Firefox has built-in keyboard shortcuts for quickly navigating directly to the tab you want to get to. This is very useful when you are using Google Reader or Bloglines to read RSS feeds, and you’ve opened up a bunch of tabs. Before discovering this trick, I always used Ctrl+Tab to navigate back, or had to use the mouse.
If you have installed multiple versions of an application into your system, you may wonder which command is being run from the command line when you launch it. This is especially useful to figure out the path of php when running on a shared server, as many shared servers have both php4 and php5 installed.
Solaris includes a command line utility to get basic current system configuration information and output it to the console.
It’s easy to get the type of processor that a Solaris box is running on. While this might seem like a silly thing to need to know, if you are connected into a Solaris server at a remote location, you may need to know what type of processor is being used in order to install the correct packages.
With the release of Windows Vista around the corner, I started wondering if my laptop will even run Vista. Thankfully Microsoft provides a utility to examine your system and let you know if you need to upgrade anything.
Installing software on Ubuntu usually entails using Synaptic or by using an apt-get command from the terminal. Unfortunately, there are still a number of packages out there that are only distributed in RPM format.
Ubuntu Linux has a rich set of commands for manipulating and accessing files. The du utility gives information on disk usage, and the sort utility can sort the results. Finally, we can run those results through the head command, which gives you the top 10 lines outputted through any other command. We’ll chain the commands together to get the output that we want.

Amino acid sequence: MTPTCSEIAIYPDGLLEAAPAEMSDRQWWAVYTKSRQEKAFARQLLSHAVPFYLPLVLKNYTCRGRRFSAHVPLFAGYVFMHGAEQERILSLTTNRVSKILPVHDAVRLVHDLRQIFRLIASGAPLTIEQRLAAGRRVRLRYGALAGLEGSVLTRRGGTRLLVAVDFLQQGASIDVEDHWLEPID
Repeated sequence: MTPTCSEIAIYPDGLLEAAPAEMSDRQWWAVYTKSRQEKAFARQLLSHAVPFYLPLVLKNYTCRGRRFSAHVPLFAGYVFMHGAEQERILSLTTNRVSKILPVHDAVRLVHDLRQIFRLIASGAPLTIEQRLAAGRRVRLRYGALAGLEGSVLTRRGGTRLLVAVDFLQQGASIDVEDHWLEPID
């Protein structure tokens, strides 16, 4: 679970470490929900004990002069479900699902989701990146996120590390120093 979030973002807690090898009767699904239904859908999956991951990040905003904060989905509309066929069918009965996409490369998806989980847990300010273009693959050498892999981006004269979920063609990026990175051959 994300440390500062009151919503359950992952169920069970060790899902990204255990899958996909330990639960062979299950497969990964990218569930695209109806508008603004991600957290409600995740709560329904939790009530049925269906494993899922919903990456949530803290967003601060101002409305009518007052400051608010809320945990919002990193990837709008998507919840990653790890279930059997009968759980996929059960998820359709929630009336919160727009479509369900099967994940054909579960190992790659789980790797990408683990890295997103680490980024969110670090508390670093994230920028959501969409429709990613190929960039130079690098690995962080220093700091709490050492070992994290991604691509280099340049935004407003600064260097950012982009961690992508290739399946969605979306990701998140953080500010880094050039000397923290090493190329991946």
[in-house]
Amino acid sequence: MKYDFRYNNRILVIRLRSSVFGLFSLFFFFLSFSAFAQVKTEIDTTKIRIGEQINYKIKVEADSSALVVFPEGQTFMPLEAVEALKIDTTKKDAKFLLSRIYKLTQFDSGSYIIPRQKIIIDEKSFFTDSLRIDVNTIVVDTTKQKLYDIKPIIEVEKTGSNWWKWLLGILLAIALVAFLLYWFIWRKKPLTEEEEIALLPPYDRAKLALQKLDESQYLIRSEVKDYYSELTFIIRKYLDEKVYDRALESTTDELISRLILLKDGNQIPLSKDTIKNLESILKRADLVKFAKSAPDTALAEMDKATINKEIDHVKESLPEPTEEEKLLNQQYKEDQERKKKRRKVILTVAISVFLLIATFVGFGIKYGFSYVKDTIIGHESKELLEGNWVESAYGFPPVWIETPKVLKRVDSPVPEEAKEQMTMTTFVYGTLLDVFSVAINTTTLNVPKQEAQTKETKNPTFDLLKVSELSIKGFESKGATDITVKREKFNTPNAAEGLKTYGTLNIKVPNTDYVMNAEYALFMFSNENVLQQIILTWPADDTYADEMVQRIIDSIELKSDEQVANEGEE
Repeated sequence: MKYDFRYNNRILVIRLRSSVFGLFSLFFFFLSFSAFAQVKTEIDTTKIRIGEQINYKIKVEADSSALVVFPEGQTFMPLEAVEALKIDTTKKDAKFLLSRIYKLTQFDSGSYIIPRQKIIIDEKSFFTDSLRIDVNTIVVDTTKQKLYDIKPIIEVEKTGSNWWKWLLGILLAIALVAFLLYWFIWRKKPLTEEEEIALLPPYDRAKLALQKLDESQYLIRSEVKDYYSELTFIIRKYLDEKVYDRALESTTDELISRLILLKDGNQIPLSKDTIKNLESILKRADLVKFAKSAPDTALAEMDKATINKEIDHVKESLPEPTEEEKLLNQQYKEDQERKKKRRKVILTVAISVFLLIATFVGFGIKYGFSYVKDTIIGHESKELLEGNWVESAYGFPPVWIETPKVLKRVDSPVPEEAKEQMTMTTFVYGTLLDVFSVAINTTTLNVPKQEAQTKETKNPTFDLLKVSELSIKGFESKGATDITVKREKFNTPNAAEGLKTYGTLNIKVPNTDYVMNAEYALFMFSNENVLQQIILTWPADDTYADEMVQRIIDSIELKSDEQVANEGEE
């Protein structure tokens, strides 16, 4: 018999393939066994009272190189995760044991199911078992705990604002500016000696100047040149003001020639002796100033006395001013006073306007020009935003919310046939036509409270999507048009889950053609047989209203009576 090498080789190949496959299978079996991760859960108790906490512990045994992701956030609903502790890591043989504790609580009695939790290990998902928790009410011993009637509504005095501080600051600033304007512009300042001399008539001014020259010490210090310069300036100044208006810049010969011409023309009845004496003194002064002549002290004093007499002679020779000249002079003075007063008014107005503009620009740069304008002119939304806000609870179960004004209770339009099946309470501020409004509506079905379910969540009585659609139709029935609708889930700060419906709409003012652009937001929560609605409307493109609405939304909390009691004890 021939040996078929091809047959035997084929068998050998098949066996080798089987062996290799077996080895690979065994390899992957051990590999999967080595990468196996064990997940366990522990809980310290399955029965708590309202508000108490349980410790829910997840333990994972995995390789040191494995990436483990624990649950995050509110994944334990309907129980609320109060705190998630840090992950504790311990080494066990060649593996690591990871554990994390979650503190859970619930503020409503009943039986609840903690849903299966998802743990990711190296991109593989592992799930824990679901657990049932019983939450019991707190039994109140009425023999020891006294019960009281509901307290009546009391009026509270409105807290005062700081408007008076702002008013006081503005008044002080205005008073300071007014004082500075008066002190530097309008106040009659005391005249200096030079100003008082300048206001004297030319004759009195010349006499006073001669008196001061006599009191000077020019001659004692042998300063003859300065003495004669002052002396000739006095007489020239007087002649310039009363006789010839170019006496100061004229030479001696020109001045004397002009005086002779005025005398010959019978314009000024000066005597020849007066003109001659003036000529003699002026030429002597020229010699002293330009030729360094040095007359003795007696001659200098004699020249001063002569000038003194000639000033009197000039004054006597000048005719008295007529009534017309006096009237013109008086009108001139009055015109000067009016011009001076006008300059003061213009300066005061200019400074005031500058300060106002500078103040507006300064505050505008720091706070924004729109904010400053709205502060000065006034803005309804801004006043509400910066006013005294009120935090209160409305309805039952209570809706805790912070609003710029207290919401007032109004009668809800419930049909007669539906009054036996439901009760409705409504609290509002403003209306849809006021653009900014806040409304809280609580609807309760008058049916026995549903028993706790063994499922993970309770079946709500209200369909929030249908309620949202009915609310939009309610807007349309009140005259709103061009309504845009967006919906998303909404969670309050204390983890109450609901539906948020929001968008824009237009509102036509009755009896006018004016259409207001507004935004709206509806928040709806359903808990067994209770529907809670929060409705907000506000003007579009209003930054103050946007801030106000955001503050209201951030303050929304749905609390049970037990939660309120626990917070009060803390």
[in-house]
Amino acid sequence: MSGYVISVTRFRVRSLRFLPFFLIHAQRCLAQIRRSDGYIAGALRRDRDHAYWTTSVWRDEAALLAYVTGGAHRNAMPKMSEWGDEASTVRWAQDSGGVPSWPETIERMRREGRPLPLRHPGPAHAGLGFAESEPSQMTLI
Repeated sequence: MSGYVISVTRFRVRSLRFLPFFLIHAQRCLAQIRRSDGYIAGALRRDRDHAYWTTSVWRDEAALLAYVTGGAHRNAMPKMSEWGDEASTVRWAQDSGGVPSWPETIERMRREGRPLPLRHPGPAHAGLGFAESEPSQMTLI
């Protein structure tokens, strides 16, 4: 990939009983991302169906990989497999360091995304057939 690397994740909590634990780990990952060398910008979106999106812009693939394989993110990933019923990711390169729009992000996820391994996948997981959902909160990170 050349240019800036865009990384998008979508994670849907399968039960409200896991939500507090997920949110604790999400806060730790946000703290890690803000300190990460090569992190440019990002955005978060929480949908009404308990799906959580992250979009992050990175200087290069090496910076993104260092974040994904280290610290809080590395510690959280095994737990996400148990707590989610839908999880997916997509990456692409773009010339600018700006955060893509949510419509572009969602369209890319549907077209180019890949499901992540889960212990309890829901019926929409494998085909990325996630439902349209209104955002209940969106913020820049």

A frequent task when designing applications that work with TCP/IP and the internet is to lookup an IP address from a hostname. It’s much easier for users to deal with the hostname than having to type in an IP address.
KDE has an extremely powerful scripted user interface through the use of the dcop utility. You can control virtually any KDE application by entering dcop commands through shell scripts or from the shell itself. These actions can then be tied to menu items, and even hot keys. KDE can also be installed on Ubuntu through the kubuntu-desktop package.
If you mess around in the registry, or install some different software packages that add things to the right-click menu, you can end up with a problem where the default action on a folder is always “Search…”, even though you set it to something else.
A hidden functionality in Windows allows you to right click on a directory, and select “Command Prompt Here” from the menu.
Kubuntu Linux runs the the desktop as a regular user account, and so all programs launched are launched in the context of a normal user account.